Redbirds See Average Attendance Rise Nearly Eight Percent

Nightly Attendance Up 26 Percent over Past Two Seasons

(Roger Cotton/Memphis Redbirds)

By Memphis Redbirds | September 1, 2017 1:20 PM ET

MEMPHIS, Tennessee - The Memphis Redbirds saw their average home attendance at AutoZone Park rise by nearly eight percent in 2017, marking the second-straight season of attendance growth at the downtown ballpark.

During the 2017 regular season, an average of 5,073 fans came through the gates each night, compared to 4,704 spectators per game in 2016 and 4,037 in 2015, making average attendance up 26 percent over the past two years. The Redbirds welcomed 350,007 fans to the ballpark during the regular season.

The Redbirds had three crowds of 10,000 or more in 2017, including a stadium post-renovations record of 11,076 on July 3, and 11 crowds above 7,500.

"Our 2017 season was a rousing success, beginning with our 'Authentically Memphis' rebrand, and we want to thank our fans and visitors to Memphis for flocking to AutoZone Park this season," Redbirds President/General Manager Craig Unger said. "This season shows our fans value the family-friendly entertainment we provide, and we are poised to build on the last two seasons of attendance growth and make the 2018 season even better."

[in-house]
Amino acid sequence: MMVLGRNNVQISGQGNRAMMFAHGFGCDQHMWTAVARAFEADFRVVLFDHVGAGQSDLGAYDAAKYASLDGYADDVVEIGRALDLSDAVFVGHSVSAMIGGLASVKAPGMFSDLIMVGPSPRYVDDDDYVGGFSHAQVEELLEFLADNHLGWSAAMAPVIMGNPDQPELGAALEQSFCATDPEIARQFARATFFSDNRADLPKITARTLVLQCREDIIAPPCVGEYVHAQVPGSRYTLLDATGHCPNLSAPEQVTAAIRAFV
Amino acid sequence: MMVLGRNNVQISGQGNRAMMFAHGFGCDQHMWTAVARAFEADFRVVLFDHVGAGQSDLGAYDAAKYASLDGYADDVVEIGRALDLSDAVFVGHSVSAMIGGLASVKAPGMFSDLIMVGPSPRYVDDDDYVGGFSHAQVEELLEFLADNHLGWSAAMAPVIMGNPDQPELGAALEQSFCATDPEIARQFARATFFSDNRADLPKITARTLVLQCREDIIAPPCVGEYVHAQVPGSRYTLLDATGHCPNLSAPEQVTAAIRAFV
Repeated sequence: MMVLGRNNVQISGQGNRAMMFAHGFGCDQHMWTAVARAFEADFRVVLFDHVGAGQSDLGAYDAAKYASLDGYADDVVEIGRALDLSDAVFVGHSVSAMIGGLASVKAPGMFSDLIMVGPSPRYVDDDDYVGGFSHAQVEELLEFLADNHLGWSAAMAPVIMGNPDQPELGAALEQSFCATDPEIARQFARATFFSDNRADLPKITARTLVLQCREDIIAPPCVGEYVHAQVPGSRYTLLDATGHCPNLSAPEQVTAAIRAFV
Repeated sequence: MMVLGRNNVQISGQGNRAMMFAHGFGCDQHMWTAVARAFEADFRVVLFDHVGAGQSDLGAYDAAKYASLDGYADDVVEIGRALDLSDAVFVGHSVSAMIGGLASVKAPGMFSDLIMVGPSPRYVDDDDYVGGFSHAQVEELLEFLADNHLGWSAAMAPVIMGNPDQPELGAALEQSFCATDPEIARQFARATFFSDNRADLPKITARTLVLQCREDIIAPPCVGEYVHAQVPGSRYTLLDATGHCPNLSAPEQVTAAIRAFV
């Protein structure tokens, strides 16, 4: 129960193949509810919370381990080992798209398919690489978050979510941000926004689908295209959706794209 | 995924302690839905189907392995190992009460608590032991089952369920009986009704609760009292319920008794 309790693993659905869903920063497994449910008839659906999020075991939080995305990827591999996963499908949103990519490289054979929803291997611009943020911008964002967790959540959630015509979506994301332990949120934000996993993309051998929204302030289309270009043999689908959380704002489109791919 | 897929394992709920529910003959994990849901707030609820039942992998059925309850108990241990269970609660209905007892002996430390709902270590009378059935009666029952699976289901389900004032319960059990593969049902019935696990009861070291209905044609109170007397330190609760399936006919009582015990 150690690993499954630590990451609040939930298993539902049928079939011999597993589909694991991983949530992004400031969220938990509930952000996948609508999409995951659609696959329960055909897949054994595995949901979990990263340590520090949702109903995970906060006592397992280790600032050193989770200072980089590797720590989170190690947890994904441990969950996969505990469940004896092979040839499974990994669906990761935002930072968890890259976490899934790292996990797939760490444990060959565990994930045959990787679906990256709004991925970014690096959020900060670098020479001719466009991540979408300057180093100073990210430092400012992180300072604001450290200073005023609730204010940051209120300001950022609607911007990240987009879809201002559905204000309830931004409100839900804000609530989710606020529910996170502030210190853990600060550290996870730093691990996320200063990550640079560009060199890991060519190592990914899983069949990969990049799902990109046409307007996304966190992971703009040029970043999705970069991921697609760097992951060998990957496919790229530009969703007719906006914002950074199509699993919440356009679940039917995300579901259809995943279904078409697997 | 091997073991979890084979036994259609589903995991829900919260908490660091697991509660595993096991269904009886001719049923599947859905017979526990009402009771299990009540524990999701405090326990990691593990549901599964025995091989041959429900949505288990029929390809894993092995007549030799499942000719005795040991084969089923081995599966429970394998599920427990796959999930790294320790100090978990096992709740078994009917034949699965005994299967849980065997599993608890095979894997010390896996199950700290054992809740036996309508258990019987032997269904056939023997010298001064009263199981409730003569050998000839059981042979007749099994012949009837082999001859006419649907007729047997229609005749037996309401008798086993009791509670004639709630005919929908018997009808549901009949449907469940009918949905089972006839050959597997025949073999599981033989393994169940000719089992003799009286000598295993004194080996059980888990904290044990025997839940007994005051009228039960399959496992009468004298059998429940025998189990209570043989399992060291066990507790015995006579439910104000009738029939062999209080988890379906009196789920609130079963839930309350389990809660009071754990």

The season was highlighted by the wildly-popular Saturday night fireworks shows and All-You-Can-Eat Thursdays, an appearance by Mr. Belding of "Saved by the Bell" in April, performances by the ZOOperstars! over Memorial Day Weekend in May, Memphis Chicks Night in June, Harry Potter Night in July, and a game played during a total solar eclipse in August.

On the field, the Redbirds were piloted by Pacific Coast League Manager of the Year Stubby Clapp to a team-record number of wins and their first playoff appearance since 2014. Patrick Wisdom , an All-PCL Team performer, became the first Redbird since 2008 to hit 30 home runs in a season, and the Redbirds enjoyed their enormous success all while seeing 20 players also play for the St. Louis Cardinals and eight make their Major League debut.

This story was not subject to the approval of the National Association of Professional Baseball Leagues or its clubs.

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